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Our run for school board

October 24, 2004|by Roxanne Ober and Bernadette Wagner

We, Roxanne Ober and Bernadette Wagner, are happy to serve this community as members of the Board of Education. We see ourselves not as politicians but as elected public servants dedicating many hours to improve the quality and equity of the educational system in Washington County for $4,800 per year. We would gladly forgo monetary remuneration in favor of community support and appreciation for public education.




How Do We Serve?


We do this by listening to input from a variety of diverse stakeholders with very different needs and agendas including: parents, teachers, support personnel, administrators, business leaders, citizens who no longer have or never have had children in our school system.

We listen to their views, we analyze data, we ask questions, we require documentation and then we strive to develop effective policies to ensure a well-run school system focused on student achievement.

We are proud of the accomplishments made during our first term. As board members we have had the privilege of being part of a team that has:

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· Posted Washington County's highest graduation rate.

· Begun to reintroduce elementary instrumental music.

· Increased salaries for starting and mid-range teachers.

· Developed a plan to address salaries for senior teachers

· Kept health care cost increases down to 6 percent, even though the average increase is 17 percent.

· Added new Advanced Placement classes.

· Created two magnet schools to provide educational options for parents and their children.

· Decreased the dropout rate by more than 3 percent.

· Attained the highest high school attendance in the state

· Increased the CIP to $10 million to address maintenance needs and enrollment pressures.

Why Do We Serve?


To be honest, we both planned to serve only one term. In fact, we developed a brochure to generate interest in board service and to encourage and assist quality candidates. We had hoped that parents and community leaders from different disciplines such as medicine, health care management, law, social work and financial planning would consider sharing their talents and time with the citizens of this county.

Unfortunately, three days prior to the filing deadline, there were only three candidates for four vacancies, so we filed. Now we are seeking re-election for very different reasons. First, we believe that a diversity of viewpoint is extremely important in a democracy. Currently, the board has three members each with 30 years of experience in Washington County Public Schools, two current candidates are 30-year veteran teachers in Washington County, one is a substitute teacher in the system and three candidates are married to teachers.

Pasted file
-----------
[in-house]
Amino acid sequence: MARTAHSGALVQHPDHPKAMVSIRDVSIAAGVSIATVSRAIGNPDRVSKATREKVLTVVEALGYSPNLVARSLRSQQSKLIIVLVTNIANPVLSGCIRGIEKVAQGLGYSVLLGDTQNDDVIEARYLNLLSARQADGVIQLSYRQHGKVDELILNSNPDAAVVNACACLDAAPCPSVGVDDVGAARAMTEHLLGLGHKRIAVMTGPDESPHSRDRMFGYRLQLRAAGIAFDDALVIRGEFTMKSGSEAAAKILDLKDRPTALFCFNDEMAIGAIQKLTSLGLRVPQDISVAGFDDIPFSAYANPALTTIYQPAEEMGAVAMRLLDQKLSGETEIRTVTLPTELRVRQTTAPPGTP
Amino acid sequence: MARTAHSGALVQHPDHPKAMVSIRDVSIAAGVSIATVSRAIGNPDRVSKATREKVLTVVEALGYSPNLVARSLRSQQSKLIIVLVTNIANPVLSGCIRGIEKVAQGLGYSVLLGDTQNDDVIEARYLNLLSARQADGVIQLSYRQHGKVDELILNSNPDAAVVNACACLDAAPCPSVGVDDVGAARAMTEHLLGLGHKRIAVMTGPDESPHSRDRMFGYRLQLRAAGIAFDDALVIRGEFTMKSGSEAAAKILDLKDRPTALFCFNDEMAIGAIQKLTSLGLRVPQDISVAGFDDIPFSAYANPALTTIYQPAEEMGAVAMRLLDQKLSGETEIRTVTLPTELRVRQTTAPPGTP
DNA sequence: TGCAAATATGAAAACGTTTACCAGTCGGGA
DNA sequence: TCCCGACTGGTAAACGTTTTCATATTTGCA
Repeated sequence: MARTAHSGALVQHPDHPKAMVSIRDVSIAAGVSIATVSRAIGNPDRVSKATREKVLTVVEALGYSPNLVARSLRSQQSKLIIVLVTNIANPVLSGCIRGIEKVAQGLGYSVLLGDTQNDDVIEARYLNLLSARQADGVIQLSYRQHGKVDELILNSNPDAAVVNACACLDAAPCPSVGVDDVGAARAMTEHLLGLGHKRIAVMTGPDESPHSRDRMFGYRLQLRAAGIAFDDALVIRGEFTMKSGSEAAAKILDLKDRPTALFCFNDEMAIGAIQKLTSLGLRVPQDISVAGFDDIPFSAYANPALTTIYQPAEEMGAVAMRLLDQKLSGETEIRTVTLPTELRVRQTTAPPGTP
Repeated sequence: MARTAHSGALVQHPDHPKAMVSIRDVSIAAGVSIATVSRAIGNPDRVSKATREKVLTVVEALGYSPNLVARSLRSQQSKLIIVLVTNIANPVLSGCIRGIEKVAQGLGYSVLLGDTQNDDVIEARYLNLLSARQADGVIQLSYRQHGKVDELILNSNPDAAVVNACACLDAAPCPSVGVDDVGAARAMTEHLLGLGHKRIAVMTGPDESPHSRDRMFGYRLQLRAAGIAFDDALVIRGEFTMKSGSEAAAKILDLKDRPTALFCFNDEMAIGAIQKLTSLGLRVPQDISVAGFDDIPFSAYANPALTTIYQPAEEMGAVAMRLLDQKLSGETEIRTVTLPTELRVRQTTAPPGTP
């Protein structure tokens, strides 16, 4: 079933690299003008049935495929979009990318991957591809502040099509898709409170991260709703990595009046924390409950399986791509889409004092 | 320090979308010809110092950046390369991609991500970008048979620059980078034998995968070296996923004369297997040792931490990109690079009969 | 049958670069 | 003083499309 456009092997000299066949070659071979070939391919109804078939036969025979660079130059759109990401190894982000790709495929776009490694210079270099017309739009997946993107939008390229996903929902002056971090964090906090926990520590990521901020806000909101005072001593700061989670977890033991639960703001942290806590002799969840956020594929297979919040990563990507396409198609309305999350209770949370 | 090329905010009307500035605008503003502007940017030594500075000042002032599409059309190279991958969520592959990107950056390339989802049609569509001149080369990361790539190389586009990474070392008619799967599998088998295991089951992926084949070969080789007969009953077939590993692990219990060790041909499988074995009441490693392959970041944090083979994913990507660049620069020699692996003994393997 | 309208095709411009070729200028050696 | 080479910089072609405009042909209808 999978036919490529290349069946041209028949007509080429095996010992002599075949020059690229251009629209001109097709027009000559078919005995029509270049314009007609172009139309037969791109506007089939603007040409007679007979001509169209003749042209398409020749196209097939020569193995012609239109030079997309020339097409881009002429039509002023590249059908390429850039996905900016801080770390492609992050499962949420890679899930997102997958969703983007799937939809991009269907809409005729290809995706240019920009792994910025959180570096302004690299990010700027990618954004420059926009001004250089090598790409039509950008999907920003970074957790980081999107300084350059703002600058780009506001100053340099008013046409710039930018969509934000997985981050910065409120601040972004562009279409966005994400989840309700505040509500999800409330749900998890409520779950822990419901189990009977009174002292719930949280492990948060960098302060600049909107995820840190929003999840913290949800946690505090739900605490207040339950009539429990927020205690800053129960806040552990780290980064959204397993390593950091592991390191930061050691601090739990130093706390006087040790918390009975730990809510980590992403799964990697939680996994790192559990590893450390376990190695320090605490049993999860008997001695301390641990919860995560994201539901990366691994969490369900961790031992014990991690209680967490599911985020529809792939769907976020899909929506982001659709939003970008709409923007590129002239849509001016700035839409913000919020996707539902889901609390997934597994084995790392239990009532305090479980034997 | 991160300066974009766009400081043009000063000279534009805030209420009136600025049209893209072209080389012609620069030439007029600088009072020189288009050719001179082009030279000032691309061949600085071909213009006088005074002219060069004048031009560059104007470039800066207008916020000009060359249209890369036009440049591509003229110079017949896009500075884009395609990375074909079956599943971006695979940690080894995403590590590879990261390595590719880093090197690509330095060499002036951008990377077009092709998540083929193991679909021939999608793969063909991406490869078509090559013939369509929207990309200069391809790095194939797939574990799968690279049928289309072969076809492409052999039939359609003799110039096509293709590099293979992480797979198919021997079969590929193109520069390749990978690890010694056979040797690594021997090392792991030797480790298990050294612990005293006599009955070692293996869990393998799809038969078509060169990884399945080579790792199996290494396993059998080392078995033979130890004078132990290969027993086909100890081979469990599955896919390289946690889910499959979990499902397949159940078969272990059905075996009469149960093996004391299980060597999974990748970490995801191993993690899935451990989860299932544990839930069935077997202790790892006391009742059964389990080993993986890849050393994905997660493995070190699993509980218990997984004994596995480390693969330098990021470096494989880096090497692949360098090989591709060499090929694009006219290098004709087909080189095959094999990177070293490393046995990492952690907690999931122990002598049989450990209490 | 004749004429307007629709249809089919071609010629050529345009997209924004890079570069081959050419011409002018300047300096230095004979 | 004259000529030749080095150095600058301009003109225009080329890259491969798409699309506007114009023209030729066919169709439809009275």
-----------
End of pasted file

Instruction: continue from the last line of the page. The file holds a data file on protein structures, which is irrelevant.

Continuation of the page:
A teacher's perspective in extremely important for they are the ones on the front lines of education. They are touching the lives of children everyday, making a difference for the youth of Washington County. The diverse needs of the citizenry deserve to be well-represented and therefore their representative should have diverse backgrounds.

Secondly, we ran because we want to protect the progress that our school system has made. Unlike many of the other candidates, we have no particular agenda to fight federally mandated requirements of No Child Left Behind, influence textbook adoption, fire the superintendent or rigidly follow Total Quality Management practices.

Rather, we want to meet the challenges contained in state and federal legislation by supporting teachers to meet HQT status, providing them mentors, offering on-site MSDE courses and giving them access to the technology needed for accountability reporting.

During our first term, the board increased salaries for beginning and mid-level teachers. If elected to a second term we want to make sure that our senior teachers, those with the most experience, receive a salary increase as well.

Who Do We Serve?


First and foremost we serve the children of Washington County. It is the board's responsibility to equitably meet the needs of all children. However, since the needs of each school differ, so do some of the programs and interventions. No one would suggest that a parent provide eyeglasses to all his/her children, if only one has poor vision. Similarly, board members must judiciously allocate limited funds where they most benefit children. As board members, we continuously evaluate programs for effectiveness and reallocate funds if necessary.

We also have a responsibility to the parents to listen to their concerns, reflect on their input and consider their suggestions. However, the board, unlike parents who have the luxury of advocating for their own children, must advocate for 20,000 students. The most difficult task of a board member is prioritizing conflicting needs. Every parent sees his concern for his child as most important. As elected officials, board members must use their best judgement based on research, community input, staff recommendation and available funding to determine the priorities.

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